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Wednesday, April 18, 2012

Hot Freelance Tip of the Day: Keep in Touch (and How to do it)

I've posted before about developing regular clients. But what about clients who you only wrote for once? Or the clients you wrote for months ago...maybe even years ago. Shouldn't you just  move on? 

Nope. You are much more likely (89 percent more likely, according to my just-now-made-up statistic) to write for a client you've worked for before than for a new one. Which brings us to the Hot Freelance Tip of the Day

Keep in touch with former clients on a regular basis. 

How often will depend on the nature of your working relationship. I contact former clients every three to six months. Those contacts may not turn into work, but they do keep my name in front of my client.  

Your contact note needn't be anything elaborate. Here's an example of a note I sent to an editor who buys reprint rights to some of my work: 

Hey, Heather!

Hope your May is off to a great start. I just wanted to touch base and see if you’re looking for anything in particular to assign or for available reprints. I’ve been doing a lot of psychology pieces lately (topics like how criticism can be a good thing, how to read body language, how procrastination can be positive, etc) that I can “tweak” for your readers, so let me know if you’re looking for something in particular. In the meantime, I’ll drop my current reprint list below. 

All my best,

And here's a note to a former ghostwriting client whose book I wrote:

Hi, Bob!

Hope you’re doing great. I wanted to let you know that I have a new book out on ghostwriting and coauthoring. It’s aimed at would-be ghostwriters, not salespeople (or sales coaches) but I wanted to make you aware of it in the event you know of colleagueswho are considering writing books. I’ve attached a press release about it FYI. I’m finishing a project for an MD and a proposal for a psychologist now and am actively looking for new clients.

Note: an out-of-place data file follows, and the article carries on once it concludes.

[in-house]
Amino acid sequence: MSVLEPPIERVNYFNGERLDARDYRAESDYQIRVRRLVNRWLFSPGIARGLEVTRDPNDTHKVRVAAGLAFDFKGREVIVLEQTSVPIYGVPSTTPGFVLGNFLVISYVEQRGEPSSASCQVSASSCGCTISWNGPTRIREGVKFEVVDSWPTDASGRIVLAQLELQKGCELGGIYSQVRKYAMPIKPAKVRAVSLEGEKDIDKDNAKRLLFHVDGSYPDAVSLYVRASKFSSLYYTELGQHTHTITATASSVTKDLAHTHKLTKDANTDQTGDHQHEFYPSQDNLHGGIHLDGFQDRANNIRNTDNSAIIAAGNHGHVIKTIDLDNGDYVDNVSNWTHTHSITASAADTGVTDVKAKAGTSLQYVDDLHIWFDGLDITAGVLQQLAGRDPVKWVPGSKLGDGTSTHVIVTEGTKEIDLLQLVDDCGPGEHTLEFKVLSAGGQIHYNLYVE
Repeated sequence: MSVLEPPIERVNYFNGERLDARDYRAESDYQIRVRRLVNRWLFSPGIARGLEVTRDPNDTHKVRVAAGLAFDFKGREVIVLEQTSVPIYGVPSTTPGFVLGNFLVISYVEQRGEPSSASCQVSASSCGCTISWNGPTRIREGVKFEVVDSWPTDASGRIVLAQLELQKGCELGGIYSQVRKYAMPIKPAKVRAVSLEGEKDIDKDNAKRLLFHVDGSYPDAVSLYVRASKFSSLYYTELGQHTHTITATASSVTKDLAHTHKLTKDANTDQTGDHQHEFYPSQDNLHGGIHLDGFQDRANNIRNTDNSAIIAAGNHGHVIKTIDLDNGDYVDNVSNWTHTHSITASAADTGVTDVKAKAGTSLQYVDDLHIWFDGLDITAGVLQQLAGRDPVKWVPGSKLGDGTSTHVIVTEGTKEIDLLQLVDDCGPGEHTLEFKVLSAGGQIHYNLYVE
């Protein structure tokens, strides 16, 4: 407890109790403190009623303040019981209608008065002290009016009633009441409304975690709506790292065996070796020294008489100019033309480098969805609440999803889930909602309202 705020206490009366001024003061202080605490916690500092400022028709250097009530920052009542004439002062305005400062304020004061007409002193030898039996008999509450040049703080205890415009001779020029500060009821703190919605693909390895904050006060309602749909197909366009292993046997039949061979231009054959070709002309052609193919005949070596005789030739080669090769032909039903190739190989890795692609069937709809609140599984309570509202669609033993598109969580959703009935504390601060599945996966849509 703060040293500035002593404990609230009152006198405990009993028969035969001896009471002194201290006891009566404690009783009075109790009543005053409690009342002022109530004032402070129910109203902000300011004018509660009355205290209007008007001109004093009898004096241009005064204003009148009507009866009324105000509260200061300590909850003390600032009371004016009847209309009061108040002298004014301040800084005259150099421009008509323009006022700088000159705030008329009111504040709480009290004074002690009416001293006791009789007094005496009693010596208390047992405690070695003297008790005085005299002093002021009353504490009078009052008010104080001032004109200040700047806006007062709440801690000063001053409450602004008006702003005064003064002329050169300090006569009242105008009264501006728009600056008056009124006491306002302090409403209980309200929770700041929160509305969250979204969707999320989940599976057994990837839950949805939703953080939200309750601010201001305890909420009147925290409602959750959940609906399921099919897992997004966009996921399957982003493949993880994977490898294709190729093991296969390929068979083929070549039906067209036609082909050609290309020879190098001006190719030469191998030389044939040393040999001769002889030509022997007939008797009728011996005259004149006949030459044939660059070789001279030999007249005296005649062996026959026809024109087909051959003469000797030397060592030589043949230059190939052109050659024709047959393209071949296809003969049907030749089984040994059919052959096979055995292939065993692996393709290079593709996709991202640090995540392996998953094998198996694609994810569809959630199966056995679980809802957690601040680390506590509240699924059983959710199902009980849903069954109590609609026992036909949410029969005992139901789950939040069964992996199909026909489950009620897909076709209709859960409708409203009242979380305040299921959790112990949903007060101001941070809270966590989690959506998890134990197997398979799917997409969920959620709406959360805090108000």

Thank you so much and I hope 2011 is a wonderful year for you personally and professionally!  

All my best,  

Get the idea? Each note is brief, friendly, and professional, and takes little time for my (former) client to read and respond to. You can take a similar approach with a brief shout-out on Twitter, LinkedIn, or Facebook, too. The idea is to stay on your clients' radar, even if you're not pitching them with a specific idea or project. The Hot Freelance Tip of the Day: Keep in touch. [See Secret #47 from Writer for Hire, Know how personal to get.]

**In the midst of promoting Writer for Hire: 101 Secrets to Freelance Success, I've also been releasing new ebooks on successful freelancing. The newest? Dollars and Deadlines' 10 Most Popular, Proven Ways to Make Money as a Freelance Writer. It lists the 10 most popular freelance opportunities (based on my annual survey of freelancers'  income and work) along with their pay, how to find markets, and how to break in and is a great companion to my other ebooks. I recommend it to writers who are serious about making money for their work. 

1 comment:

  1. Great post and examples. Thanks, Kelly. I like how contact every now and then establishes a relationship with clients, too. It helps me feel less like "I always want an assignment from you" and that's why I'm connecting if I reach out periodically just to say "hi".